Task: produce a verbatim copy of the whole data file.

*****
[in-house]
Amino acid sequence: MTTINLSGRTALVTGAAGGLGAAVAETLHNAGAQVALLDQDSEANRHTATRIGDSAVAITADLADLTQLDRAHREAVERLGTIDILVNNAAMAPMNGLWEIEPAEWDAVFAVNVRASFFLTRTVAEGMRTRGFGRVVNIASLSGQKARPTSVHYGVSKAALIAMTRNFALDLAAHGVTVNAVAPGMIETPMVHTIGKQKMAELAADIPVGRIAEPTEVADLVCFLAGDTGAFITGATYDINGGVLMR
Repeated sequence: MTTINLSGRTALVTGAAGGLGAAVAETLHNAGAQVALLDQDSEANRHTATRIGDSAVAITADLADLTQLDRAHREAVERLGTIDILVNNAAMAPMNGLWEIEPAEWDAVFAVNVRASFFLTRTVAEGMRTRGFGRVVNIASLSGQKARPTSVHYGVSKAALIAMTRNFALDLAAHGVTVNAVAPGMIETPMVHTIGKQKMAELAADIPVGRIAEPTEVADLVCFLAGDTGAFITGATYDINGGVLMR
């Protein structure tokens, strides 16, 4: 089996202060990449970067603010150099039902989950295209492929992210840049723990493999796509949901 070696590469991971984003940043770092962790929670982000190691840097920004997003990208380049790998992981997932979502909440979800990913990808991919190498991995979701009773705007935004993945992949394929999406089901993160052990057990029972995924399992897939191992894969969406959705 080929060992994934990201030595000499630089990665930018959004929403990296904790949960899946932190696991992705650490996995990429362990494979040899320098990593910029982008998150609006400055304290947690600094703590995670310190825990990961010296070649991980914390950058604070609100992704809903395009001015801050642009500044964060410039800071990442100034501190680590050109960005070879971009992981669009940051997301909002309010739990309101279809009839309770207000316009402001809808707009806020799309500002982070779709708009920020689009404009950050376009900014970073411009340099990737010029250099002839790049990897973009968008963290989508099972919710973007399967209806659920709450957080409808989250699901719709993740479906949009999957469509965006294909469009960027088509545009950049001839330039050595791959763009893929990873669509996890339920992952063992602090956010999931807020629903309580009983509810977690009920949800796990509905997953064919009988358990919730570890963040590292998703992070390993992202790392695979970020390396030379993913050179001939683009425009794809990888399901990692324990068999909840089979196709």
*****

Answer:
[in-house]
Amino acid sequence: MTTINLSGRTALVTGAAGGLGAAVAETLHNAGAQVALLDQDSEANRHTATRIGDSAVAITADLADLTQLDRAHREAVERLGTIDILVNNAAMAPMNGLWEIEPAEWDAVFAVNVRASFFLTRTVAEGMRTRGFGRVVNIASLSGQKARPTSVHYGVSKAALIAMTRNFALDLAAHGVTVNAVAPGMIETPMVHTIGKQKMAELAADIPVGRIAEPTEVADLVCFLAGDTGAFITGATYDINGGVLMR
Repeated sequence: MTTINLSGRTALVTGAAGGLGAAVAETLHNAGAQVALLDQDSEANRHTATRIGDSAVAITADLADLTQLDRAHREAVERLGTIDILVNNAAMAPMNGLWEIEPAEWDAVFAVNVRASFFLTRTVAEGMRTRGFGRVVNIASLSGQKARPTSVHYGVSKAALIAMTRNFALDLAAHGVTVNAVAPGMIETPMVHTIGKQKMAELAADIPVGRIAEPTEVADLVCFLAGDTGAFITGATYDINGGVLMR
């Protein structure tokens, strides 16, 4: 089996202060990449970067603010150099039902989950295209492929992210840049723990493999796509949901 070696590469991971984003940043770092962790929670982000190691840097920004997003990208380049790998992981997932979502909440979800990913990808991919190498991995979701009773705007935004993945992949394929999406089901993160052990057990029972995924399992897939191992894969969406959705 080929060992994934990201030595000499630089990665930018959004929403990296904790949960899946932190696991992705650490996995990429362990494979040899320098990593910029982008998150609006400055304290947690600094703590995670310190825990990961010296070649991980914390950058604070609100992704809903395009001015801050642009500044964060410039800071990442100034501190680590050109960005070879971009992981669009940051997301909002309010739990309101279809009839309770207000316009402001809808707009806020799309500002982070779709708009920020689009404009950050376009900014970073411009340099990737010029250099002839790049990897973009968008963290989508099972919710973007399967209806659920709450957080409808989250699901719709993740479906949009999957469509965006294909469009960027088509545009950049001839330039050595791959763009893929990873669509996890339920992952063992602090956010999931807020629903309580009983509810977690009920949800796990509905997953064919009988358990919730570890963040590292998703992070390993992202790392695979970020390396030379993913050179001939683009425009794809990888399901990692324990068999909840089979196709």